President Bush and federal relief agencies drew sharp criticism yesterday for the speed and effectiveness of the national government’s response to Hurricane Katrina and the New Orleans flood.
With New Orleans and its thousands of stranded residents sliding into anarchy — without food, water, or medical care — Terry Ebbert, chief of Homeland Security for New Orleans — complained that the Federal Emergency Management Agency (FEMA) was not offering enough help.
“This is a national emergency. This is a national disgrace,” he said. “FEMA has been here three days, yet there is no command and control. We can send massive amounts of aid to tsunami victims, but we can’t bail out the city of New Orleans.”
In addition to city officials, rumbles of discontent are coming from surprising quarters, including conservative commentators and even one of Mr. Bush’s closest political associates.
Joseph Allbaugh, the president’s first FEMA director and a longtime Bush friend, says that FEMA workers are having a more difficult time than they should getting into the affected areas.
“A lot of decisions are being made that aren’t being coordinated very well,” he told Fox News.
Homeland Security Secretary Michael Chertoff, who had planned to promote September as National Preparedness Month yesterday, had to answer questions about his agency’s own preparations for the hurricane.
“We totally understand what it’s like to be sitting on top of a roof or to be sitting in a shelter where it’s hot, where you’re worried about when you’re going to be picked up, where you’re thirsty, where you’re hungry, where you’re afraid for yourself and afraid for members of your family,” Mr. Chertoff said during a hastily called press conference.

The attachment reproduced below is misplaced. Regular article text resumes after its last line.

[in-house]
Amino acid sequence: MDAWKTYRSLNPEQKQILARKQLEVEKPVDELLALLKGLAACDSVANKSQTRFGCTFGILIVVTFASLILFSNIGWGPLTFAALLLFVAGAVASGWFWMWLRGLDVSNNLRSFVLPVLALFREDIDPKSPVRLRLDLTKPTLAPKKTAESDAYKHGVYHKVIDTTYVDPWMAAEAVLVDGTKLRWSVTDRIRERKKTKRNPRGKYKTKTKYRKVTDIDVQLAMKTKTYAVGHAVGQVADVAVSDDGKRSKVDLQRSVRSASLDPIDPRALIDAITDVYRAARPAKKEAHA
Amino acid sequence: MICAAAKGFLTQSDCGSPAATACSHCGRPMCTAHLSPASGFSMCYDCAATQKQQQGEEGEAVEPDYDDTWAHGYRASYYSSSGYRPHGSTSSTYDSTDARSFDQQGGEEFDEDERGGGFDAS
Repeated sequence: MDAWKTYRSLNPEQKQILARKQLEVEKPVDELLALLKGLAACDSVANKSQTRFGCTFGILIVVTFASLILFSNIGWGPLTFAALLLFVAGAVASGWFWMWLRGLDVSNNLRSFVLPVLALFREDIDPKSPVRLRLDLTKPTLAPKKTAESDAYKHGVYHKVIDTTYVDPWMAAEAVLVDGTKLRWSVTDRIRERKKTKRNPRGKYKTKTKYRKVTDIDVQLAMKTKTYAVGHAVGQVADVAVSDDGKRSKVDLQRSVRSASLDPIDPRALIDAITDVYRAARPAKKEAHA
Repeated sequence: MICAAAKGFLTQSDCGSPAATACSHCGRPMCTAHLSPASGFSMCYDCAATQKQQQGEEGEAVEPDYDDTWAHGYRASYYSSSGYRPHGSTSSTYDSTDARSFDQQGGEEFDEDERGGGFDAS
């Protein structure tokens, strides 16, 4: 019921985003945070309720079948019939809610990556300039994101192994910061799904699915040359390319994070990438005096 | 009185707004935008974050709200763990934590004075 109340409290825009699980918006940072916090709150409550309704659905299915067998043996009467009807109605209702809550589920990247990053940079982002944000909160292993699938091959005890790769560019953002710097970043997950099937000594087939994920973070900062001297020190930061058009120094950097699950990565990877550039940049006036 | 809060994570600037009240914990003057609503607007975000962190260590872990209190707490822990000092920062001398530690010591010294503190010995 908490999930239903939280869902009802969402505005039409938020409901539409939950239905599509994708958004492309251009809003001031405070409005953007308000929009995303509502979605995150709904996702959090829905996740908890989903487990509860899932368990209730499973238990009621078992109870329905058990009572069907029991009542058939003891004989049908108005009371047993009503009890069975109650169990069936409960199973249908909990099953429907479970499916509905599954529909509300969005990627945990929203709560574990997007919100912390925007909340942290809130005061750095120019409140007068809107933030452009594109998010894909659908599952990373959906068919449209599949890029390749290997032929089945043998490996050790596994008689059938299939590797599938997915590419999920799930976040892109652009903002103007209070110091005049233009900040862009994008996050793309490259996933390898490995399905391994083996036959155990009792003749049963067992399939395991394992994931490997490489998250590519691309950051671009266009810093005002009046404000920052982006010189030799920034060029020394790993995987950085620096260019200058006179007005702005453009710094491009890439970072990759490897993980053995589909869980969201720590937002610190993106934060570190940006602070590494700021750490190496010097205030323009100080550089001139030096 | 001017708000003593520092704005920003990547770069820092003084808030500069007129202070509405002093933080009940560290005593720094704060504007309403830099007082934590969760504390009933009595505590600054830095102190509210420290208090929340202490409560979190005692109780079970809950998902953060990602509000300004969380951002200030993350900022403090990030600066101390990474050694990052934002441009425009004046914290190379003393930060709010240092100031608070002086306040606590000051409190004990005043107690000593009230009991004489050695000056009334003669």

“Before Hurricane Katrina had even made landfall, the president declared emergencies in these areas. And that allowed us to preposition and start to distribute resources in the affected areas,” Mr. Chertoff said.
“We prepositioned 18 disaster medical teams, medical supplies and equipment, urban search and rescue teams. All of these were prestaged, along with millions of Meals Ready to Eat (MREs), liters of water, tarpaulins and truckloads of ice. By prepositioning these resources, we were able to speed our ability to deliver these necessary supplies,” Mr. Chertoff said.
However, the prepositioned teams were not inside the hardest-hit area of New Orleans, where television cameras yesterday showed dead bodies on the streets and reporters told of widespread incidents of murders, rapes, robberies, sniper shootings and carjackings.
In the first response statement issued Tuesday afternoon by the Homeland Security Department, the department said 23 medical response teams were sent to staging areas in Tennessee, Texas, Louisiana and Alabama and that FEMA “is now moving them into impacted areas.”
Additionally, seven urban search-and-rescue teams and two incident support teams were prepositioned in Shreveport, La., and Jackson, Miss.
New Orleans Mayor C. Ray Nagin yesterday issued a “desperate SOS,” saying the stadium area was “unsanitary and unsafe, and we are running out of supplies for 15,000 to 25,000 people.”